top of page

Habituation & Sensitisation


Habituation and sensitisation are two sides of the same coin. Either you are doing one or the other. The horse either becomes more reactive to something (sensitisation) or less reactive (habituation).  These strategies help the horse to survive as they learn to ignore what isn't important and learn to react quickly to what is important. 



  • When introducing something new which is potentially frightening, through repeated gradual exposure they learn to ignore it as is not important or threatening. 

  • The most long-lasting effects are produced by short, repeated exposures.

  • They need the freedom to move away and escape to avoid flooding.

  • You need to habituate your horse to the object in all situations needed as habituation is context specific.  

  • Once you habituate your horse to something you have to present it every now and again or the horse could go back to its original fear, this is called spontaneous recovery.



  • Sensitisation is the opposite of habituation. It is where the horses fear increases. The more often the object is presented the more fearful the horse becomes.  

  • Sensitisation occurs in all situations the object is in and it can be generalised to other similar objects.

  • Being sensitised causes increased stimulation to everything else. An example of this is when out hacking your horse is fearful of a motorbike.  Then after he sees one he is more ‘on his toes’ and will react fearfully towards stimuli which normally would not be challenging for him.  

  • When a horse is sensitised he cannot learn!

  • Sensitisation escalates quickly as in the horses mind their fleeing behaviour saved their life.


To give our horses good life skills it is important to habituate them to experiences, objects etc that they will need to deal with. The best way to do this is through herd habituation. It does what it says on the tin, you habituate the herd as a group. This provides scaffolding and means horses are more likely to have a go and not be fearful as they gain confidence from being with their family/friends. It is vital that they are able to move away and escape if they need to, to avoid flooding. Set them up to succeed by making sure that they are not hungry and and are loose in the field where they feel safe for the first introduction. Then you add the object in other needed situations if necessary. It is best if the horses are free to explore the object in their own time, they will often advance and retreat. They may even take a break and come back later having slept on it (memory processing happens during sleep). Gradually the intensity can be increased making sure to not make the horse feel/behave fearfully. Examples of increasing intensity can be moving the object more vigorously, closer to them or making it bigger.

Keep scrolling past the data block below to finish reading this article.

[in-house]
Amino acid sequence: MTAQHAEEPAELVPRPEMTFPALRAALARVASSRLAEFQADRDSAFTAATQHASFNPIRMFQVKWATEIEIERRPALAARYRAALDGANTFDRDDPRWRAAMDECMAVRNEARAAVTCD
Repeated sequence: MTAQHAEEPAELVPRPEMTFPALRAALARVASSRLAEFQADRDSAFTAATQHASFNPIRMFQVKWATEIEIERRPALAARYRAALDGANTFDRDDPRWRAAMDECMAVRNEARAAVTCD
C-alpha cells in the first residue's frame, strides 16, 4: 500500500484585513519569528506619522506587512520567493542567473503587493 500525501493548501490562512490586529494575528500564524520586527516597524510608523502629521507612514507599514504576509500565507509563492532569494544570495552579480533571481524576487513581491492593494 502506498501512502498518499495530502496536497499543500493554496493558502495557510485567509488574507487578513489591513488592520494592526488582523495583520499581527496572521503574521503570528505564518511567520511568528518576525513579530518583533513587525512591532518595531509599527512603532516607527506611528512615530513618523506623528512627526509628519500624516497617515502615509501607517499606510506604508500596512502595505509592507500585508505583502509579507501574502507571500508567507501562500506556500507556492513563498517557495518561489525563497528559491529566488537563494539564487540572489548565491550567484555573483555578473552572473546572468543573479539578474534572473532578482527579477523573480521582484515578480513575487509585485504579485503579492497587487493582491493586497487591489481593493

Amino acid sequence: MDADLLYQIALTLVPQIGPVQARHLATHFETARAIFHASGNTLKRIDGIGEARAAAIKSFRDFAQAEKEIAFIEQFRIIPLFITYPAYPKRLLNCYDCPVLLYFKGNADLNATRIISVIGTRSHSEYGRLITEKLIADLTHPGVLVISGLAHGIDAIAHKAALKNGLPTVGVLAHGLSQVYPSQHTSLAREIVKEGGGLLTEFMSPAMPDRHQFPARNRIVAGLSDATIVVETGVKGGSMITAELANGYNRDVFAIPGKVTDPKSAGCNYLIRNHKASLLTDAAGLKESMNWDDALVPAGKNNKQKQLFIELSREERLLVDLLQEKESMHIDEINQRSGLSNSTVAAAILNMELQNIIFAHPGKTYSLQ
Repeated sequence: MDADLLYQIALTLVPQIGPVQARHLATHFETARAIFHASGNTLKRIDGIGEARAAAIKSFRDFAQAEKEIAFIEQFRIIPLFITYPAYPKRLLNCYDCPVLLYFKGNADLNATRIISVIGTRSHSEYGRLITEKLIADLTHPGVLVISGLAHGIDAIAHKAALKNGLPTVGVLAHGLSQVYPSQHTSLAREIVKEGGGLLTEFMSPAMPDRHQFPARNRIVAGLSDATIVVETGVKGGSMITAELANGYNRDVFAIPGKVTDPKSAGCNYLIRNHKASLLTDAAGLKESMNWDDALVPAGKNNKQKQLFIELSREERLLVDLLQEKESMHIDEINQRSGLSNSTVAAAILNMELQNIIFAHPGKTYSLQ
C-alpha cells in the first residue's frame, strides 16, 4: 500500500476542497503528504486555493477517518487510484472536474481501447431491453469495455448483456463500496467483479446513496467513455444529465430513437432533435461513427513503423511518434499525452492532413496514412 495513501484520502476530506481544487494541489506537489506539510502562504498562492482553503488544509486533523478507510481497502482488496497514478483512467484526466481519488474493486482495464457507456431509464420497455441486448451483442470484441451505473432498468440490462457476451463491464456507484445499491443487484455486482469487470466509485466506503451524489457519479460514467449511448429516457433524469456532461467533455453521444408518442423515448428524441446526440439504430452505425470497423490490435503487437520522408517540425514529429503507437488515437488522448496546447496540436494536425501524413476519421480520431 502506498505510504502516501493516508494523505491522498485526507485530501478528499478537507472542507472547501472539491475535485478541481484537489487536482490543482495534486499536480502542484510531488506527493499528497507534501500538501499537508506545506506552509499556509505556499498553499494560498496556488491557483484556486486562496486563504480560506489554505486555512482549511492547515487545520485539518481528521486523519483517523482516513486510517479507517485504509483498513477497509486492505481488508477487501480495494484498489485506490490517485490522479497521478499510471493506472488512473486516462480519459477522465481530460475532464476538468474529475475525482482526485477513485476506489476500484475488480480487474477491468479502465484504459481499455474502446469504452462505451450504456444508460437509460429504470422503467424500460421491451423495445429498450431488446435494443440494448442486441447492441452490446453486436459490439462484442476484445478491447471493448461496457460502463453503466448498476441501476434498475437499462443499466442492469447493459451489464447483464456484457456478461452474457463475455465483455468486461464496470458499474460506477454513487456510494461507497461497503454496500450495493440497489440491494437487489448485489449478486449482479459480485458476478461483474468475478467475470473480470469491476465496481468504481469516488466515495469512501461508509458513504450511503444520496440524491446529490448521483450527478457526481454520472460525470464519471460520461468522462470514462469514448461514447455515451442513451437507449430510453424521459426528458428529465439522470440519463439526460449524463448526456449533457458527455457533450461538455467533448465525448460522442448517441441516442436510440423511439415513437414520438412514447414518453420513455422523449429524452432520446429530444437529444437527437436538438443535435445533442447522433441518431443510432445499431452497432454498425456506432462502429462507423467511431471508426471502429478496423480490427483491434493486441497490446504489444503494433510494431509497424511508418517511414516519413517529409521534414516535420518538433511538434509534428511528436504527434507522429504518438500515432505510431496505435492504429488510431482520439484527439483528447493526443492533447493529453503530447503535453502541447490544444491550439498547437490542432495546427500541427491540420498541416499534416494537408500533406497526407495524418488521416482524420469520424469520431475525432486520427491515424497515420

A point to note is that some trainers use sensitisation to deliberately make the horse more fearful and so reactive. This makes the trainer look ‘great’ (not in my eyes) as they only need to lift the flag, whip etc (choose your weapon) and the horse reacts super quick. It is not ethical to deliberately make our horses scared. We should be doing the opposite and habituating them to flags not using the fear of them to force the horse to do something. Sometimes horses will stop reacting and freeze. Just because a horse is not SHOWING fearful behaviour does not mean he is not FEELING it. 


Desensitisation is common in certain horsemanship circles. However, it is often used where you are first introducing something but if the horse is not sensitised first then how can you desensitise them? If you are introducing something new and you don't want them to respond then it is habituation. In situations where the horse has become sensitised and developed a fear you would be better off counter-conditioning where you pair the object with something positive to change the association. 


I hope this helps you to understand how to use habituation, avoid sensitisation and work out if trainers are actually doing what they say they are.


Feel free to watch the videos below showing examples of herd habituation with the Meadow Family. Peace out.



The Meadow Family see novel objects in their home for the first time.

Buddy & Jackson see a plastic bag for the first time.

Buddy habituated to the cone.

The family see a rug for the first time.

The herd begin to habituate to a balloon.

Herd habituation with human help.

bottom of page